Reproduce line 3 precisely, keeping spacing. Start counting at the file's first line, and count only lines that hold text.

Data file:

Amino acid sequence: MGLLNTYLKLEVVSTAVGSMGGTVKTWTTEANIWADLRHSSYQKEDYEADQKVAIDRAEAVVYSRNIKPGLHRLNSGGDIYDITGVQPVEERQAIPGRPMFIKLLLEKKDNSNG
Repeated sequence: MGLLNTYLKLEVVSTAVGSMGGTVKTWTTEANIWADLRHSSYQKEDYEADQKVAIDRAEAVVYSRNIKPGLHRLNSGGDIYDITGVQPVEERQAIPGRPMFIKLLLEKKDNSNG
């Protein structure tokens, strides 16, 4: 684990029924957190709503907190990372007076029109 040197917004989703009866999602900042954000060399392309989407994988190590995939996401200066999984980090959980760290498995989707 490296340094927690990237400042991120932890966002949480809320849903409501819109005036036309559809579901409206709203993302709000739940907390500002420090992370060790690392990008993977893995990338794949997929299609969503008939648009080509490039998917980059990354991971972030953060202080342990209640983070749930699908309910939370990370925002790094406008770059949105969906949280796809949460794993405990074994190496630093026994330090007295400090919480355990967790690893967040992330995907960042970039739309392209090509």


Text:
């Protein structure tokens, strides 16, 4: 684990029924957190709503907190990372007076029109 040197917004989703009866999602900042954000060399392309989407994988190590995939996401200066999984980090959980760290498995989707 490296340094927690990237400042991120932890966002949480809320849903409501819109005036036309559809579901409206709203993302709000739940907390500002420090992370060790690392990008993977893995990338794949997929299609969503008939648009080509490039998917980059990354991971972030953060202080342990209640983070749930699908309910939370990370925002790094406008770059949105969906949280796809949460794993405990074994190496630093026994330090007295400090919480355990967790690893967040992330995907960042970039739309392209090509």